Can Money Buy Happiness?

Can money buy happiness? It’s an age-old question. More often than not you hear “money can’t buy happiness.” But does anyone really know that to be true? Typically the example given is an old man who works so much he never had time to spend with his family or friends, so he ends up alone in his mansion and sad. However, if he really has THAT much money, can’t he buy friends and find someone to create a family with? The question goes much deeper than this, though. “Statistically speaking, household income is strongly related to both emotional well-being and a person’s evaluation of their own quality of life” (CNN). I’m breaking this down to show what money can buy and what money can’t buy.


I love food. I LOVE LOVE LOVE it. As I’ve mentioned in a previous post, one of the splurges I allow myself is going out to eat. My husband and I truly appreciate good food at great restaurants, not just to say we did it, but for the experience. We love to try new foods; this is something that truly makes us happy. We need to eat to survive. Food is not free. Going from being hungry to being full creates a sense of happiness. So, in essence money leads you to food which leads you to happiness, meaning money indirectly can buy happiness through food.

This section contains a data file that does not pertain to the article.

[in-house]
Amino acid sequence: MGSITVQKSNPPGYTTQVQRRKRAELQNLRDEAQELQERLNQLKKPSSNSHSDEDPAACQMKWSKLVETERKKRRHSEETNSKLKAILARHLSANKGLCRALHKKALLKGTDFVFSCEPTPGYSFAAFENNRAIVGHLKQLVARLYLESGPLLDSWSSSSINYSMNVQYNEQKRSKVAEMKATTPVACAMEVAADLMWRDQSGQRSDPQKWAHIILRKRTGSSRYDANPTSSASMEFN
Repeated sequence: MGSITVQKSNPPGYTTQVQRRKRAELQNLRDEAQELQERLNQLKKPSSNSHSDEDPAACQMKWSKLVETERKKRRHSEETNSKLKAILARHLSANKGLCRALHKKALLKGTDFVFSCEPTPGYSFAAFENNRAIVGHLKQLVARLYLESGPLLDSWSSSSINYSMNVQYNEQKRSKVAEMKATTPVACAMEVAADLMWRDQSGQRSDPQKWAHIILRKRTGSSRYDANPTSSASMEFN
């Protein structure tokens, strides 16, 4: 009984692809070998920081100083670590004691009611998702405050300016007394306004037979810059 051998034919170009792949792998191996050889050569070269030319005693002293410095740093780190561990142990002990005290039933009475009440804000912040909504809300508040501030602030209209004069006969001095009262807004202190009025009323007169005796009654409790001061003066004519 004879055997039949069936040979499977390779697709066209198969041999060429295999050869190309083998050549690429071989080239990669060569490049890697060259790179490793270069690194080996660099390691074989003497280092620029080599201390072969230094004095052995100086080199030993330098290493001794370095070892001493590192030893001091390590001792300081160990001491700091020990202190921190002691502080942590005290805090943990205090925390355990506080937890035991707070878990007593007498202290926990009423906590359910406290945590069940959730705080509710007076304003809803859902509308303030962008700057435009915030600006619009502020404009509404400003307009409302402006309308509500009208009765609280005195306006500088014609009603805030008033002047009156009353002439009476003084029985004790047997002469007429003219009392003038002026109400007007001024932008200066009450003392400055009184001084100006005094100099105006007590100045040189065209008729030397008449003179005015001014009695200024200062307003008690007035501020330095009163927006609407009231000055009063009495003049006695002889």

You ever notice how you’re in a way better mood when you come back from vacation than you were a week or two before you left for vacation? Vacations make people happy. It’s a break from routine, a change of scenery and generally you are choosing a destination that you like (or think you will like if it’s somewhere new). Unfortunately, vacations are generally not free. Whether it’s the cost of transportation to get there, the lodging, food, or activities while you’re there, there is generally some sort of cost associated with vacationing. So if money can buy you a vacation, which makes you happy, again, it is indirectly buying happiness.


You can’t get a house without money, unless, of course, it is gifted to you in which case whoever gave it to you had the money for the house. A house may not seem like it makes you happy, but if you think back to when you FIRST bought your house, weren’t you so excited to own your own place? If you haven’t yet bought a house, think about how exciting it is to own your own home. It’s a great feeling. It signifies building a life, whether that be alone or with a significant other or with a whole family. To me, building a life and a future family in my home makes me very, very happy.


Summing this next category up into one word, money can buy things. Money can buy a car, clothes, shoes, bags, furniture, décor, a boat, a private jet….I can go on forever. I’d be lying if I said these things don’t make people happy. Maybe not all of them for everyone, but for example, I personally LOVE my car and love clothing, shoes and bags. I love to dress up and look nice, not to show off for other people, but because it makes me feel good. This brings me happiness.

With everything I’ve mentioned above, you may be wondering, “is there anything money CAN’T buy, then?” The answer is yes.



Family and Friends